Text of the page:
She was 96. A family statement did not reveal the cause of death.
“I have managed Miss Tyson’s career for over 40 years, and each year was a privilege and blessing,” Thompson said in a written statement.
Through a career that lasted decades, she is best remembered for the 1974 TV miniseries “The Autobiography of Miss Jane Pittman,” in which revolutionary aging makeup helped her portray the title character from early adulthood into her final years as a centenarian. The role earned Tyson Emmys for best actress in a drama and actress of the year.
Tyson was awarded an honorary Oscar in 2018 for her body of work, with the Academy of Motion Picture Arts and Sciences citing her “unforgettable performances and personal integrity.” She had been nominated for an Oscar for her role in the film “Sounder” in 1973.
The actress chronicled her lengthy career in her first memoir, “Just As I Am,” which was just released Tuesday.
“Cicely thought of her new memoir as a Christmas tree decorated with all the ornaments of her personal and professional life,” Thompson said. “Today she placed the last ornament, a Star, on top of the tree.”
Tyson embodied African American women who demanded attention — and more than that, respect. She played former slaves, civil rights icons, sharecroppers, truthtellers, mothers and other complicated women — bringing a sense of depth, nobility and grace to every character.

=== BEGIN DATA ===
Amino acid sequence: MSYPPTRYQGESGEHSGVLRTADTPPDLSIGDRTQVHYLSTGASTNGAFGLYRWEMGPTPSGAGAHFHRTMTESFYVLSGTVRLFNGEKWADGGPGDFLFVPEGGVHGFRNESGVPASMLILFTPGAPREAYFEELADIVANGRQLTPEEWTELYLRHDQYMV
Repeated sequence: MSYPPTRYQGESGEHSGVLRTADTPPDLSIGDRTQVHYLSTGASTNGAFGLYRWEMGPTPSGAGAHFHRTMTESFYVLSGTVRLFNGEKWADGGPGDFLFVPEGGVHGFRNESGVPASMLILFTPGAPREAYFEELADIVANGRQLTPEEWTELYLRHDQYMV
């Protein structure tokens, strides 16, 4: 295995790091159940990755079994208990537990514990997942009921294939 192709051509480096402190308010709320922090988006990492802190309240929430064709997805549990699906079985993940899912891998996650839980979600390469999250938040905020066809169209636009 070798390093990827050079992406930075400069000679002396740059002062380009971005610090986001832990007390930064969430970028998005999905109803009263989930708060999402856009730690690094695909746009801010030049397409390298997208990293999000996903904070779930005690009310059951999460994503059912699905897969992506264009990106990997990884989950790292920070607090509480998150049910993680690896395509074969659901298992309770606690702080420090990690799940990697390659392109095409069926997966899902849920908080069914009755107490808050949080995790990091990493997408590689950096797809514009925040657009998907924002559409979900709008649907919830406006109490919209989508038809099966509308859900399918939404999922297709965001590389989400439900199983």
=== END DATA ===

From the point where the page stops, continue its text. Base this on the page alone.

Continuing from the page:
Her filmography includes some of the most celebrated movies and television shows featuring Black women in major roles. Along with “Sounder” and “Miss Jane Pittman,” Tyson starred in “Roots” (1977), “The Marva Collins Story” (1981), “The Women of Brewster Place” (1989), and “The Help” (2011).
“In her long and extraordinary career, Cicely Tyson has not only exceeded as an actor, she has shaped the course of history,” Obama said that day.
Tyson described that moment as “the most important thing that could happen to me.”
Tyson was born December 19, 1924, in New York to William and Theodosia Tyson. Early on, she gravitated toward performing, playing piano and reciting in her family’s church when she was a child. She later attended New York University.
Tyson said she was “the bane of her mother’s existence” because she couldn’t keep still when she was little.
“I was always going, I was always trying to find things, learn things, make things,” she told Harvey. “So I drove her crazy.”
As an adult, Tyson began her entertainment career as a model when she was discovered by a fashion editor at Ebony magazine in the 1950s. She had substantial theater parts in the early part of the decade and was on television regularly in guest-starring roles by the mid-1960s.